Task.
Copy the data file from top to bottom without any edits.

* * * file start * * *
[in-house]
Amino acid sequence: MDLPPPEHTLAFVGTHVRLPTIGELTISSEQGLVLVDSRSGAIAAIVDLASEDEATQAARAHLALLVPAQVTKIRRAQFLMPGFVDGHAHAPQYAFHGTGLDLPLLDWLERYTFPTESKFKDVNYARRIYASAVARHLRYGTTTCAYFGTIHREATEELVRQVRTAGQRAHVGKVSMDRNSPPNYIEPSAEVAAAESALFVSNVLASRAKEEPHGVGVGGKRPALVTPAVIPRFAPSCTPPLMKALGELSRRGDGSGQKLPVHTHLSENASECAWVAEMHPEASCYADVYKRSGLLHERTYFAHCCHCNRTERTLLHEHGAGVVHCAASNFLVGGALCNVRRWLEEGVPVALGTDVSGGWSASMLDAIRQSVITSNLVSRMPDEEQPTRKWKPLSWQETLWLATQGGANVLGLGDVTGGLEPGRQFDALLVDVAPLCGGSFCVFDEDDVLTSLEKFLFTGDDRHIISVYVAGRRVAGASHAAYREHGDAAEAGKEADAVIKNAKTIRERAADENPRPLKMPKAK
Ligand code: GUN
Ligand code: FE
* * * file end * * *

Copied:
[in-house]
Amino acid sequence: MDLPPPEHTLAFVGTHVRLPTIGELTISSEQGLVLVDSRSGAIAAIVDLASEDEATQAARAHLALLVPAQVTKIRRAQFLMPGFVDGHAHAPQYAFHGTGLDLPLLDWLERYTFPTESKFKDVNYARRIYASAVARHLRYGTTTCAYFGTIHREATEELVRQVRTAGQRAHVGKVSMDRNSPPNYIEPSAEVAAAESALFVSNVLASRAKEEPHGVGVGGKRPALVTPAVIPRFAPSCTPPLMKALGELSRRGDGSGQKLPVHTHLSENASECAWVAEMHPEASCYADVYKRSGLLHERTYFAHCCHCNRTERTLLHEHGAGVVHCAASNFLVGGALCNVRRWLEEGVPVALGTDVSGGWSASMLDAIRQSVITSNLVSRMPDEEQPTRKWKPLSWQETLWLATQGGANVLGLGDVTGGLEPGRQFDALLVDVAPLCGGSFCVFDEDDVLTSLEKFLFTGDDRHIISVYVAGRRVAGASHAAYREHGDAAEAGKEADAVIKNAKTIRERAADENPRPLKMPKAK
Ligand code: GUN
Ligand code: FE